chocolateValentine’s Day is here and the grocery aisles are full of that glorious decadence that we call chocolate!  Sure, chocolate and candies have been the downfall of many a diet, but that doesn’t mean you have to shut them out of your life completely. While the candy aisle can be incredibly overwhelming, there are options that fit into any healthy meal plan.

Now, you can’t just go and grab any old chocolate bar off the shelf. There are “better” types of chocolate out there that have great health benefits.   Let’s compare our top four options:

  1.  Milk Chocolate:  High in sugar, saturated fats and milk solids, dismally low in cocoa and containing preservatives and flavorings, store-bought milk chocolate is designed for overeating, which can quickly push you beyond your calorie needs and put you on a blood sugar roller-coaster.
  2. 70% cocoa chocolate:  Often referred to as the ‘healthy’ chocolate, 70% cocoa chocolate contains considerably more cocoa and less sugar than its milk chocolate relative. Some ‘raw’ chocolates may use evaporated cane juice instead of sugar, and flavonoids in cocoa have been linked to cardiovascular health.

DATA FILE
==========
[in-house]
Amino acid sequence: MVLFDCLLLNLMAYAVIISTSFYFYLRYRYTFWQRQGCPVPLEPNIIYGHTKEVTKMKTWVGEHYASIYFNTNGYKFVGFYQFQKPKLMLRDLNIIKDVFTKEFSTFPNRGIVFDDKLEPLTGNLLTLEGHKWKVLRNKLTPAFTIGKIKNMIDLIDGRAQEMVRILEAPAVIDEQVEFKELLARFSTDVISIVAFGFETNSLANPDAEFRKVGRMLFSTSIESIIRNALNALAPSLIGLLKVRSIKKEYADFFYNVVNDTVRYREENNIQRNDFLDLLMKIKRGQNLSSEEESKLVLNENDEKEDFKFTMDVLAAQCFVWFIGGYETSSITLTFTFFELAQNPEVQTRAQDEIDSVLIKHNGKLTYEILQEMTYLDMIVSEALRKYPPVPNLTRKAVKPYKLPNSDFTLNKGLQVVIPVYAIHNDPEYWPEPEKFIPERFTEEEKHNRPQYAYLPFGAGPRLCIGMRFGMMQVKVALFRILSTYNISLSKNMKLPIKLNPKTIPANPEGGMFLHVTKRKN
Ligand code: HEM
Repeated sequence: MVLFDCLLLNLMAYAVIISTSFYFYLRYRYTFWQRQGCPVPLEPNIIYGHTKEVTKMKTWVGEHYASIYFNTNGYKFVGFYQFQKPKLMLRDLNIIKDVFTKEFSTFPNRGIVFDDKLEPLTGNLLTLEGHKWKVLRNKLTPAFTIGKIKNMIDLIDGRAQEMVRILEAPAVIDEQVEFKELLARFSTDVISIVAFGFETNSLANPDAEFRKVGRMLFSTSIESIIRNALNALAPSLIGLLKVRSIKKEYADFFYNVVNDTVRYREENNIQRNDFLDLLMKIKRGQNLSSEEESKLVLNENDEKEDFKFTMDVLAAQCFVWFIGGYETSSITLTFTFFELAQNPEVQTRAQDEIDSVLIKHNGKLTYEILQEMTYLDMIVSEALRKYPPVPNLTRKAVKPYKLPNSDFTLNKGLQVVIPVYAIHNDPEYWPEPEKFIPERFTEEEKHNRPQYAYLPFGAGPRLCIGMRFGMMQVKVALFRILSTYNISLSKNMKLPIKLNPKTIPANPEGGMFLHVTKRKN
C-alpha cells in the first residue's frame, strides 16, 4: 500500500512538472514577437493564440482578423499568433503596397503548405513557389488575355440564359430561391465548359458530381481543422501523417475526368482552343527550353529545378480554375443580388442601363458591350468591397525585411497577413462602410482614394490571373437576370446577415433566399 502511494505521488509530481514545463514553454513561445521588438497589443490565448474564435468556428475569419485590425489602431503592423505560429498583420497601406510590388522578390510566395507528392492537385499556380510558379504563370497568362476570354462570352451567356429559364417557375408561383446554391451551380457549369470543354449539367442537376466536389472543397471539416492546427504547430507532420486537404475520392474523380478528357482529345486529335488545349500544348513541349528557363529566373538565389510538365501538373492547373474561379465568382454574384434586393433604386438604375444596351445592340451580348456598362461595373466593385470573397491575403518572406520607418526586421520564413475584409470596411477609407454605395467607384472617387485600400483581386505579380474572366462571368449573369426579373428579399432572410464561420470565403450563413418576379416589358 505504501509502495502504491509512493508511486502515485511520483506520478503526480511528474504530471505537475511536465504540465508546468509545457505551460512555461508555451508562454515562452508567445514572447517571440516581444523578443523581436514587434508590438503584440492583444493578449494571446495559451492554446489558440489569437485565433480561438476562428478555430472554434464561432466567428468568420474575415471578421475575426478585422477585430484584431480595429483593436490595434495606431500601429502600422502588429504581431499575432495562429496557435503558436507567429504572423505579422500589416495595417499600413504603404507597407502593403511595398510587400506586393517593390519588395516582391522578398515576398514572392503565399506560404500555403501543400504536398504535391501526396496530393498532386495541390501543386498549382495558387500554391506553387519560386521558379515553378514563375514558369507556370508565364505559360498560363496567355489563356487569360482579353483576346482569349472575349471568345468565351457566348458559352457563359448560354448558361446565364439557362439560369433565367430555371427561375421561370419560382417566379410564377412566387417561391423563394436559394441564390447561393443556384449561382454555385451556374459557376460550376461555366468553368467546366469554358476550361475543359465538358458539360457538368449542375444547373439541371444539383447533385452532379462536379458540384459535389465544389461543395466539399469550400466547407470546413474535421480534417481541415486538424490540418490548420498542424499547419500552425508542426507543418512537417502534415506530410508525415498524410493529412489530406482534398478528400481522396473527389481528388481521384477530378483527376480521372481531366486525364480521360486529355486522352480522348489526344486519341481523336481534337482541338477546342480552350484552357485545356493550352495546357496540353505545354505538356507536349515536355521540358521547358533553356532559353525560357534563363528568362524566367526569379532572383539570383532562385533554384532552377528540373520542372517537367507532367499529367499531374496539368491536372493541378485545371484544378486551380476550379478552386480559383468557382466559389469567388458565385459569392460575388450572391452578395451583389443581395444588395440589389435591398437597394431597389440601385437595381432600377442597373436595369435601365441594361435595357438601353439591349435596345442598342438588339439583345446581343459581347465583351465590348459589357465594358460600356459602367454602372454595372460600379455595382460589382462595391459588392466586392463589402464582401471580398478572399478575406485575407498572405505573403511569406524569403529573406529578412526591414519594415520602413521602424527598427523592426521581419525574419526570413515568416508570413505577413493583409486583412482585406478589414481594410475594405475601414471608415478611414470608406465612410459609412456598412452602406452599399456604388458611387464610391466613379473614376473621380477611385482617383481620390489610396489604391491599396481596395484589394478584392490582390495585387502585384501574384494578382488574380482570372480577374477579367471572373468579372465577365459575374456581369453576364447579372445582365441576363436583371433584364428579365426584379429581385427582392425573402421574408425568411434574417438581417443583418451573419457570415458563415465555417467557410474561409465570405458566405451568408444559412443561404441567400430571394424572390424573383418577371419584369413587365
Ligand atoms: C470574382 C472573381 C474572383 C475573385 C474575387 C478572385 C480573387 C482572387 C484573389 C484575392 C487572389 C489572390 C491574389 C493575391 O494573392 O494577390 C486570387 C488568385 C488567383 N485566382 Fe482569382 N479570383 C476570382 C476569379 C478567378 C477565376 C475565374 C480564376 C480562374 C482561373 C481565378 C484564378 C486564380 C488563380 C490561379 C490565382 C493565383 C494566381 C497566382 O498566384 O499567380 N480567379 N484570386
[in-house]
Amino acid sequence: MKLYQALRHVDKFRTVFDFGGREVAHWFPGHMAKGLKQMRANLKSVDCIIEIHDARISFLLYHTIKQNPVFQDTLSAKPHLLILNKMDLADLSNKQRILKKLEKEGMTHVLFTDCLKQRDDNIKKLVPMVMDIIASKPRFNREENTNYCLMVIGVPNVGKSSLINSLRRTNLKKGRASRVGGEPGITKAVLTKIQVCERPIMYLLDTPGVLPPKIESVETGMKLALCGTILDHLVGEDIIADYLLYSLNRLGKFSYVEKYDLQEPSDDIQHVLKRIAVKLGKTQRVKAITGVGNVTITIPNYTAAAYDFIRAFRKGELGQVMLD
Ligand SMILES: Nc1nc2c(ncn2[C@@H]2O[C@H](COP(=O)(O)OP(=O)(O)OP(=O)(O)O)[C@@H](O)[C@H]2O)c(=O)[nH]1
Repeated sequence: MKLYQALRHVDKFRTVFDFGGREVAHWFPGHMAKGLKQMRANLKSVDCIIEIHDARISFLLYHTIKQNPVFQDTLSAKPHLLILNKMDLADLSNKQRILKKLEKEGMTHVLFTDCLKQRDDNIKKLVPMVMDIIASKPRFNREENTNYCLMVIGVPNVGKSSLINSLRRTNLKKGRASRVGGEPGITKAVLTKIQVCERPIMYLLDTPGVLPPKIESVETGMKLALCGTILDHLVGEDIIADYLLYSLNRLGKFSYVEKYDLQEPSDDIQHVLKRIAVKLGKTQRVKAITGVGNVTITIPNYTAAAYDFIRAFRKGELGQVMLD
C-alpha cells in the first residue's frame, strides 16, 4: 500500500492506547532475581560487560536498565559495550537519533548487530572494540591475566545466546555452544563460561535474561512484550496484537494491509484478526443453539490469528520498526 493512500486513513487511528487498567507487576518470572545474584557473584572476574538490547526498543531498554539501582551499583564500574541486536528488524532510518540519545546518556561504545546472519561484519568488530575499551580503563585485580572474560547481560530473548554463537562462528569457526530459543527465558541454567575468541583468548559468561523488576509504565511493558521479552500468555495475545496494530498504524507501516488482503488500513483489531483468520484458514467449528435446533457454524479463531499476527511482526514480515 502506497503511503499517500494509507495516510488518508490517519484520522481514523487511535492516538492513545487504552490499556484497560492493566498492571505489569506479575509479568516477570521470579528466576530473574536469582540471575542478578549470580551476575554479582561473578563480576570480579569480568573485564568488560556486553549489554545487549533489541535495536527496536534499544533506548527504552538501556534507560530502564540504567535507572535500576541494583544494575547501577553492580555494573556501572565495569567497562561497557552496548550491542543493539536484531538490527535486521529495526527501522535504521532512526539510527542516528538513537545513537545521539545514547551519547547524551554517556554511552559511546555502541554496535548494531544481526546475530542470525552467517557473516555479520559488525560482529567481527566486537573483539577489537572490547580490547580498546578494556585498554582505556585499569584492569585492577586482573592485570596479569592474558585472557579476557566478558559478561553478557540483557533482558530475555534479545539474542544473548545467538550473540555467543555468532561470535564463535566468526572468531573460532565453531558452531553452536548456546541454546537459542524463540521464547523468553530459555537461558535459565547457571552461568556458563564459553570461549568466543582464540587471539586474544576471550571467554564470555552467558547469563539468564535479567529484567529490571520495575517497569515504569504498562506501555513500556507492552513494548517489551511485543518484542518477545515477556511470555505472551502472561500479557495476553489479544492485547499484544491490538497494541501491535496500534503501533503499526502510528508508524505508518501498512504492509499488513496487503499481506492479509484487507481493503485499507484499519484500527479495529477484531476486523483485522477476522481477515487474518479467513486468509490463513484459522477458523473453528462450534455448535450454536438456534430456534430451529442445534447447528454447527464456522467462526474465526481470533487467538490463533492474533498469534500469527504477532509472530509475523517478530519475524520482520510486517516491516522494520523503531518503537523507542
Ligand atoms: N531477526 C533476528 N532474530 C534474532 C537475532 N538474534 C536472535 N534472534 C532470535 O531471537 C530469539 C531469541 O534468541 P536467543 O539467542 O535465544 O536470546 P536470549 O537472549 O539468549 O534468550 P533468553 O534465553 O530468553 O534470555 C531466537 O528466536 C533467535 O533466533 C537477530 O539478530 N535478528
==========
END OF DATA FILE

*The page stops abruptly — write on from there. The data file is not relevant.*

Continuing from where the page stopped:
3. White Chocolate:  Would you like chocolate with your cocoa butter? While more expensive white chocolate does contain the cocoa butter, it is devoid of cocoa solids, which typically qualify ‘chocolate’ and deliver the health benefits associated with choccie.
  4. Unsweetened Chocolate:  As the name suggests, unsweetened chocolate contains no added sugar and can be bitter. However, it’s among the healthiest forms of commercial chocolate. It also works in chocolate savory dishes – think South American cuisine.

Bottom Line:  GO DARK!  The higher the cocoa content, the more health benefits you’re going to get from that sweet treat.  Do yourself a favor though and always check the sugar content before you indulge.  When possible, try to avoid milk solids, corn syrup, soy solids (except lecithin, which will likely be included), artificial sweeteners and colorings. That ensures you’re getting the most health benefits with the least amount of sugar.

Now, you’ve decided you want a treat and you’ve figured out which type to go with.  Still feeling unsure?  Maybe a little guilty?  Not for long.  I keep stating these mysterious “health benefits” that come specifically from darker chocolate so let’s get to it:

A 100 gram bar of dark chocolate with 70-85% cocoa contains:

  • 11 grams of fiber.
  • 67% of the RDA for Iron.
  • 58% of the RDA for Magnesium.
  • 89% of the RDA for Copper.
  • 98% of the RDA for Manganese.
  • It also has plenty of potassium, phosphorus, zinc and selenium.

The fatty acid profile of cocoa and dark chocolate is excellent. The fats are mostly saturated and monounsaturated, with small amounts of polyunsaturates.  It also contains stimulants like caffeine and theobromine, but is unlikely to keep you awake at night as the amount of caffeine is very small compared to coffee.